In any case, VaR techniques are not widely used for decision-making, likely due to the cost and complexity of the systems. The decision-making process to bridge the output from the analysis to the investment solutions is only just evolving. There are still many plan sponsors who have yet to identify what risks should be measured and over what time horizon. As important, the investment solutions to market risk and active management risk are generally accepted industry practice in the form of traditional active and passive portfolios. However, solutions to liability risk and capital losses are only now emerging.
Generally accepted industry practices are likely the biggest threat to any meaningful change in the industry. The rules of thumb that guided trillions of dollars through markets in the last two decades are flawed. Even historically, they generated only limited situational success at best and led to the underfunding crisis of 2000- 2002. These practices include the ‘buy and hold’ and ‘stocks for the long run’ strategies and the assumed linkages between risk and return, bond yields and stocks, the U.S. dollar, and gold. No fancy risk management overlay will compensate for the dominant underlying errors in these assumptions.
In many cases, the biggest error for Defined Benefit plans continues to be the exclusion of the liability risks in decisionmaking despite the fact that it is almost 20 years since pension legislation introduced the requirement of basing investment policy on plan specific characteristics. Risk/return scatter grams are still widely used as a snapshot of fund performance in boardrooms across the country, likely because no one has yet developed a commercially appealing asset/liability snapshot.
Even when liabilities are taken into account in asset/liability studies, the analysis is often irrelevant because it spans time frames beyond the life of the decisionmaking committee and long past the intervals of actuarial and accounting reckoning. And, in contrast to the ubiquitous risk/return charts, these studies are typically limited to every few years. Traditional performance reporting does virtually nothing in terms of monitoring the fund’s financial position and risk exposures. In fact, its results are most often at odds with the true position of the fund. In 1994, pension funds reported barely break-even results due to an equity market decline and two serious bond market crashes. However, it was a very good year for the asset/liability position because interest rates rose causing the liabilities to decline.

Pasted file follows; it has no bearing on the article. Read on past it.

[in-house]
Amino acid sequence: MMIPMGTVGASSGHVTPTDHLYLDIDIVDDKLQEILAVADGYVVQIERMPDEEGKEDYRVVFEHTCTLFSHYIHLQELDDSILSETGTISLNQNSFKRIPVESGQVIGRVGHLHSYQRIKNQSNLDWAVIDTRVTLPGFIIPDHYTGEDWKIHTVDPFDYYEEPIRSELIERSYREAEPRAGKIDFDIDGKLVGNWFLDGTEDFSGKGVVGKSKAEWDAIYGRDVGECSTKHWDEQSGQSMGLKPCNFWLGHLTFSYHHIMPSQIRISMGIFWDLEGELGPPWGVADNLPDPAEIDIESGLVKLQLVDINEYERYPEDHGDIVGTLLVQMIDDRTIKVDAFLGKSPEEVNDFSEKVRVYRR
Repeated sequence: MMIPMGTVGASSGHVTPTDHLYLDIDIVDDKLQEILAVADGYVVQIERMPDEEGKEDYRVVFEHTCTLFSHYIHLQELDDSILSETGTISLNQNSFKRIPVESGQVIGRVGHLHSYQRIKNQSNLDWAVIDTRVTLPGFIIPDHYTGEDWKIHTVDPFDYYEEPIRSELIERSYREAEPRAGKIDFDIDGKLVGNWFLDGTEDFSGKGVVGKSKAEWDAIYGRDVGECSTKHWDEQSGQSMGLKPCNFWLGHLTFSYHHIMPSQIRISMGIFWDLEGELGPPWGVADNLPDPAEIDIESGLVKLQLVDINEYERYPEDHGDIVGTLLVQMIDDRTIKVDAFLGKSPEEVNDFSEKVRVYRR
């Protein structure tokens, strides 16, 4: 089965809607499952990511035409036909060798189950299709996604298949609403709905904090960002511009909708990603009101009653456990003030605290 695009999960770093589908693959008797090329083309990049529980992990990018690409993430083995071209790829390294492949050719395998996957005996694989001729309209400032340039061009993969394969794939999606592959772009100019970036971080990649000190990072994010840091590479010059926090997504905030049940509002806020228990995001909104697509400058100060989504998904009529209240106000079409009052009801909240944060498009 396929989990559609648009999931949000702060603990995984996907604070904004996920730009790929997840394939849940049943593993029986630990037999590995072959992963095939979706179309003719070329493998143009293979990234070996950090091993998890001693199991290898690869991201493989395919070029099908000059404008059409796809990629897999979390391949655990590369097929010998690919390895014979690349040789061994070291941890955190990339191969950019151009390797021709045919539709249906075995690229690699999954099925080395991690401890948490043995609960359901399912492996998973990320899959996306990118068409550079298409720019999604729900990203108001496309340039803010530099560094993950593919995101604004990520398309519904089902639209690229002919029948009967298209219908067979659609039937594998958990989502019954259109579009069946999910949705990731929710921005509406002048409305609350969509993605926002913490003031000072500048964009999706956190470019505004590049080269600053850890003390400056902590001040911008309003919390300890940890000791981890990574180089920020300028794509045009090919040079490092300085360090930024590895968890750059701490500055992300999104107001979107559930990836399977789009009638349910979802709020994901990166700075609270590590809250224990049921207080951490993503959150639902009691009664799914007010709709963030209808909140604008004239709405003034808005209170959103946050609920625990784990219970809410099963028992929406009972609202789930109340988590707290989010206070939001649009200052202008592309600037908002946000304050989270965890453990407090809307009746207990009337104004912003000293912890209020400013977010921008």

Similarly, the industry is breathing a collective sigh of relief with the doubledigit returns of 2003. However, in most cases, this return is inadequate to compensate for the increase in liabilities as a result of the interest rate decline.
What’s the answer? It’s certainly not to get out of the DB business. I hardly think that it is appropriate to transfer the risk to individuals when the whole North American pension industry and their assorted advisors struggled with it. The answer is also not to introduce new ways to measure risks of limited relevance. As one cynical, industry long-timer quipped in response to a pension committee adopting ‘decisionmaking from risk-adjusted space:’ “WHAT’S THAT ... A PADDED CELL?”
I think the solution must begin with identifying the real threat to the pension fund’s financial health and the risk tolerance around it. (In most DB plans, the primary risk is sensitivity to falling interest rates over three-year periods). The risk must then be measured and monitored with a plan to hedge the risk when it reaches some tolerance threshold. Risk management is about controlling risks, ensuring any intentional risks will be reasonably compensated, and believing that the unexpected can happen. For many plans, the only way to control the risks is through non-traditional investment programs and alternative strategies.
In conclusion, the industry is a lot smarter than before the tech bubble burst and certainly a lot more sophisticated. I remember back in the early ’90s when it wasn’t even standard practice for U.S. corporate pension plans to have an investment policy. Today, it is a study unit in the CFA program.
No doubt, we’ll look back in another 10 years with the clarity of hindsight and wonder how we could have been so wrong about so much, as we did over the last few years.
The issue is whether or not the mistakes will be fixable at that point. For some funds, this time around, they were not. The industry’s future depends on how we start to manage risk today.
Wendy Brodkin is president of Goodman Institutional Investments Inc.